"I had come back to the room to change into my running clothes, and I saw the light blinking. When I called the front desk, I was told that a Bishop Hardt had asked that I return his call. I did so and he said,'I'm calling to offer you the senior pastor position at Boston Avenue United Methodist Church in Tulsa. Will you accept that appointment?'"
"I answered 'Yes, sir,' and that was it. No discussion."
Dr. Biggs had a month to think and plan before he was allowed to cross the Oklahoma border to see his new church for the first time
"I really didn't come with an agenda," he remembers. "I had decided on some things that I would and would not do, and I knew I wanted us to be a liturgical church with lots of energy. I knew I would continue to be a lectionary preacher."
Earliest changes included inviting the youth Chapel Choir to sing in the 8:30 AM service every week, an offer they accepted. A choir processional was also added
Five months after the Biggs family arrived, the first televised service aired on KTUL-TV, Channel 8.
"I knew the church had already voted to begin broadcasting the worship service live each Sunday. That helped me to accept the offer to come to Tulsa. I had experience with that."
He also began to talk about building the church's endowments, which stood at $200,000 when he arrived.
"We had no campaign; we just started thanking, from the pulpit and in the church newspaper, people who made endowment gifts."
Under Dr. Biggs's leadership, endowments have now grown to over $31 million, enabling even major repairs
and projects on a regular basis. Over the past 33 years, every surface of the church, inside and out, has been touched or enhanced in some way -- without asking church members for a dime to do so.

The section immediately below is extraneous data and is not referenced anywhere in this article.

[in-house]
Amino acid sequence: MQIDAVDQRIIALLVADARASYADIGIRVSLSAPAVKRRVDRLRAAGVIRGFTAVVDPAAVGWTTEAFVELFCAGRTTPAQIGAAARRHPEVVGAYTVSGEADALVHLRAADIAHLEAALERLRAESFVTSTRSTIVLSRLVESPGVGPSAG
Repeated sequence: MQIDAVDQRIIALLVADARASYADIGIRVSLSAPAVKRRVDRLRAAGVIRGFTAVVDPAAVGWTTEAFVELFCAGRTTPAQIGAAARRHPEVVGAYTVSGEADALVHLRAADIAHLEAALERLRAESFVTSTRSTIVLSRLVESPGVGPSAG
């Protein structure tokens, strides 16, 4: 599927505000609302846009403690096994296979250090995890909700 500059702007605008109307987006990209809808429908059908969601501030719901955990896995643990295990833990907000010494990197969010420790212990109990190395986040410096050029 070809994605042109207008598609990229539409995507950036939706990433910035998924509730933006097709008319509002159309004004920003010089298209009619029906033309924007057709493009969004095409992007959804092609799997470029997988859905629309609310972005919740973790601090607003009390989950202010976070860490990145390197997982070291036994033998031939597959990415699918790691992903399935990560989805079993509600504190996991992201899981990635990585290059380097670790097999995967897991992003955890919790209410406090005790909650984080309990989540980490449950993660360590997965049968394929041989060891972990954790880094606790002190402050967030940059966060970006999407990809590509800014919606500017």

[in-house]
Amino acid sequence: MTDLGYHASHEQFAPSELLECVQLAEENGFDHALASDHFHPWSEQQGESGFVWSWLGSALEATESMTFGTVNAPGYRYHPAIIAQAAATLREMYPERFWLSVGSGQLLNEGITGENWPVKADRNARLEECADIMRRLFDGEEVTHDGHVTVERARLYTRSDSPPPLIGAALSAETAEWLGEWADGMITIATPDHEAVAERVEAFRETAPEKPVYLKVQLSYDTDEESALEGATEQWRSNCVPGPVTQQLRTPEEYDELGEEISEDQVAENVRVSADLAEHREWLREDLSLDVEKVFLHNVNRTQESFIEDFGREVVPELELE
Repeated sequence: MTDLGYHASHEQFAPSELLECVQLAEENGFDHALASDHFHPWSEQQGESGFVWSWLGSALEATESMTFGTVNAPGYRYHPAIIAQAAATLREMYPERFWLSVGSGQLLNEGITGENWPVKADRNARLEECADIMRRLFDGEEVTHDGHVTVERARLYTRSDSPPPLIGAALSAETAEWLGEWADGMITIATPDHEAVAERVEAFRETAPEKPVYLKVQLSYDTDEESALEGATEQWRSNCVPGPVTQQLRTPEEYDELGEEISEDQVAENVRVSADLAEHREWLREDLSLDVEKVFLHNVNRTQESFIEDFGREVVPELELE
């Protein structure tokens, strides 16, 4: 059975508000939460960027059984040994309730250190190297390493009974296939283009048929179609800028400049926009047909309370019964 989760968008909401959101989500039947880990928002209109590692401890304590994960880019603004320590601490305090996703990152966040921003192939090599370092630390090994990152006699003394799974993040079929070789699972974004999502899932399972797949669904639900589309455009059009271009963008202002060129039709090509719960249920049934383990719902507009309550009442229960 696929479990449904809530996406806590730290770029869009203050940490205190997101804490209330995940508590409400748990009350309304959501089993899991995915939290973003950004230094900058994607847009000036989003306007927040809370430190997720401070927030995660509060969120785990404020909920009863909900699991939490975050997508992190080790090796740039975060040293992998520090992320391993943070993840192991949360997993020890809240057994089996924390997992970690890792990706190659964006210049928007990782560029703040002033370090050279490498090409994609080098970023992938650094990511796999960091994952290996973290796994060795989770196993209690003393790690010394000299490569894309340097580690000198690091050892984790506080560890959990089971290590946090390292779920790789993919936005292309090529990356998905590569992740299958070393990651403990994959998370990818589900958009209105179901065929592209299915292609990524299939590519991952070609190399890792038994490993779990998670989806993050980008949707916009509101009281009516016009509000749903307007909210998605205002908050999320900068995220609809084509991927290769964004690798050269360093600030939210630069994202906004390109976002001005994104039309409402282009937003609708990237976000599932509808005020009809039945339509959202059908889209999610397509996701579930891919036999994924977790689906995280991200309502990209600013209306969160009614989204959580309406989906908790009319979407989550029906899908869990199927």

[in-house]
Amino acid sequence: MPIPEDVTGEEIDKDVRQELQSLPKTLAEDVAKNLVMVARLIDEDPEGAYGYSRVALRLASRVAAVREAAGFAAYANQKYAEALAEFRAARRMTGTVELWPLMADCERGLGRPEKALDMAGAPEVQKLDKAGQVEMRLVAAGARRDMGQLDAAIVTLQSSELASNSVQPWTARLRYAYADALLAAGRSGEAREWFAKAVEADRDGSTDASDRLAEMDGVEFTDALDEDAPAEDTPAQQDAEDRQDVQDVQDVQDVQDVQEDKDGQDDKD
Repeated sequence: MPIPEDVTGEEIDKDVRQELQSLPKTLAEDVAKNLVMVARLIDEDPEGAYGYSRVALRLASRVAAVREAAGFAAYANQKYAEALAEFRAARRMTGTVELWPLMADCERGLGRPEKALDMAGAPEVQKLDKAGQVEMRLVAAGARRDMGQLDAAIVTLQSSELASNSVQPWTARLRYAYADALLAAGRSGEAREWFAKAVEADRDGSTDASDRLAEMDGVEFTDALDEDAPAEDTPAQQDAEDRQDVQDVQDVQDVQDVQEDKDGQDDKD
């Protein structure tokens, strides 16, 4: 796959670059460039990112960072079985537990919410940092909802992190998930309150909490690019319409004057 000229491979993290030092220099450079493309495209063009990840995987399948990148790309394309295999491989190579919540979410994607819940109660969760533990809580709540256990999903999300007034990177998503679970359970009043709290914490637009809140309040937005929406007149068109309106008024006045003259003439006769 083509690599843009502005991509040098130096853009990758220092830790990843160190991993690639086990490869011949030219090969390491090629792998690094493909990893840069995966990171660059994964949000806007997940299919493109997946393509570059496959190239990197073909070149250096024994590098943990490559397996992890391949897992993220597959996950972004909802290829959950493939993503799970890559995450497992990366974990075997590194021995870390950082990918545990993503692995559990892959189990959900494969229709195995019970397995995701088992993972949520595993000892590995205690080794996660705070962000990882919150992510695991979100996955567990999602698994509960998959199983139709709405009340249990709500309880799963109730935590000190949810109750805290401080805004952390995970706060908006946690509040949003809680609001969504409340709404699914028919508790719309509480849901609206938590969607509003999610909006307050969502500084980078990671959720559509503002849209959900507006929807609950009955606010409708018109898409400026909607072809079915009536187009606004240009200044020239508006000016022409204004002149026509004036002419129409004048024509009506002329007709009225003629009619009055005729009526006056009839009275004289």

"We still rely on our members' support, but their dollars go for the mission of our church -- outreach, programs and ministries."
throughout Oklahoma on DVD.
Major projects include:
- purchase of the Fred Jones Ford properties to add significant parking spaces and a beautiful park
- creation of the columbarium, which has become an especially sacred space. "People worried that it would traumatize the children in surrounding classrooms, but instead we are teaching them to love and honor those who have gone before, 'the ones looking over the balcony,'" he says.
- The addition of beautiful mosaics in Great Hall and exterior lighting at our church's centennial
- renovation and expansion of the organ
- major expansion and renovation of the Children's Building and the third and fourth floor youth spaces.
Church members all participated financially in the building of Jubilee Hall, which was dedicated, debt-free, when construction was completed.
Looking back, Dr. Biggs says he wouldn't change anything about his years at Boston Avenue. Those years have been filled with significant moments in the life of our church -- receiving 8,572 new members, celebrating 973 weddings, making over 10,000 hospital visits and officiating at 942 funerals.
We appreciate his exemplary self-discipline and leadership, but for many, it will be those sermons that are remembered best -- those that touched us or called us to accountability when we needed it most.
"I remember, when Dr. Tom Long came to do
our Barton Clinton Gordey Series, how he compared
preaching to being a spelunker," says Dr. Biggs. "On
Monday morning, you head into the cave. It's exciting,
and sometimes muddy, but there are treasures to behold. You have a wonderful time exploring until finally you have to scramble out and try to tell people what you experienced inside.
"I never walked into the pulpit that I didn't do the best I knew how to be as faithful to God's word as I knew how. I never promised a home run, but I did promise to swing as hard as I could.
"I think I managed that."